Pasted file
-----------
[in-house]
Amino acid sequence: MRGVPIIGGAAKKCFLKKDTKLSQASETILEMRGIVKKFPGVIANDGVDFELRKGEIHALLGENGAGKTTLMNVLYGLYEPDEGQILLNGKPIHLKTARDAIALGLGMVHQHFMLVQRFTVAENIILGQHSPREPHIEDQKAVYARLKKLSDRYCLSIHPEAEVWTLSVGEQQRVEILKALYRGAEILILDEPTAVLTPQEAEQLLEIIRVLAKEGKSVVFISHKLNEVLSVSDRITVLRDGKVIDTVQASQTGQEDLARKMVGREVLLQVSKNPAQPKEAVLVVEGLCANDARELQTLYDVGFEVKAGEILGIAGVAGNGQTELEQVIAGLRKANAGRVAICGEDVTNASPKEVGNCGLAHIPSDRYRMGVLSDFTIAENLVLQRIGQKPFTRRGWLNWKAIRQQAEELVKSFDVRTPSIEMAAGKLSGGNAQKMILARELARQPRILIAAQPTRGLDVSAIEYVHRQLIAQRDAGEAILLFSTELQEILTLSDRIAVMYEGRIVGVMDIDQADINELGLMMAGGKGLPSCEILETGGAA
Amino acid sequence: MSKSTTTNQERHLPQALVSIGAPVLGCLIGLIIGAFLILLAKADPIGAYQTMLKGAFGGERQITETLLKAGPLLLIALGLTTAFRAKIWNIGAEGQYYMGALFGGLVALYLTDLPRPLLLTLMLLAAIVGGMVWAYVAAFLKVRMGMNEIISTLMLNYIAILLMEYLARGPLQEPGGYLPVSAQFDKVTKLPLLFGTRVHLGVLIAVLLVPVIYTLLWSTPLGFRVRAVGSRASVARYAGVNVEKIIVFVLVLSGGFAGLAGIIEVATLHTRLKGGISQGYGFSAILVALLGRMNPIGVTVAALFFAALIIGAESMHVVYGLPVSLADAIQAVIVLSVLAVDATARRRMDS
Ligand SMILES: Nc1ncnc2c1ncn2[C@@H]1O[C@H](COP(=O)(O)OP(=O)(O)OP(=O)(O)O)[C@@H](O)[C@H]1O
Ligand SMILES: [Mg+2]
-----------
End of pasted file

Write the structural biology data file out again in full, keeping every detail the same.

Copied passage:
[in-house]
Amino acid sequence: MRGVPIIGGAAKKCFLKKDTKLSQASETILEMRGIVKKFPGVIANDGVDFELRKGEIHALLGENGAGKTTLMNVLYGLYEPDEGQILLNGKPIHLKTARDAIALGLGMVHQHFMLVQRFTVAENIILGQHSPREPHIEDQKAVYARLKKLSDRYCLSIHPEAEVWTLSVGEQQRVEILKALYRGAEILILDEPTAVLTPQEAEQLLEIIRVLAKEGKSVVFISHKLNEVLSVSDRITVLRDGKVIDTVQASQTGQEDLARKMVGREVLLQVSKNPAQPKEAVLVVEGLCANDARELQTLYDVGFEVKAGEILGIAGVAGNGQTELEQVIAGLRKANAGRVAICGEDVTNASPKEVGNCGLAHIPSDRYRMGVLSDFTIAENLVLQRIGQKPFTRRGWLNWKAIRQQAEELVKSFDVRTPSIEMAAGKLSGGNAQKMILARELARQPRILIAAQPTRGLDVSAIEYVHRQLIAQRDAGEAILLFSTELQEILTLSDRIAVMYEGRIVGVMDIDQADINELGLMMAGGKGLPSCEILETGGAA
Amino acid sequence: MSKSTTTNQERHLPQALVSIGAPVLGCLIGLIIGAFLILLAKADPIGAYQTMLKGAFGGERQITETLLKAGPLLLIALGLTTAFRAKIWNIGAEGQYYMGALFGGLVALYLTDLPRPLLLTLMLLAAIVGGMVWAYVAAFLKVRMGMNEIISTLMLNYIAILLMEYLARGPLQEPGGYLPVSAQFDKVTKLPLLFGTRVHLGVLIAVLLVPVIYTLLWSTPLGFRVRAVGSRASVARYAGVNVEKIIVFVLVLSGGFAGLAGIIEVATLHTRLKGGISQGYGFSAILVALLGRMNPIGVTVAALFFAALIIGAESMHVVYGLPVSLADAIQAVIVLSVLAVDATARRRMDS
Ligand SMILES: Nc1ncnc2c1ncn2[C@@H]1O[C@H](COP(=O)(O)OP(=O)(O)OP(=O)(O)O)[C@@H](O)[C@H]1O
Ligand SMILES: [Mg+2]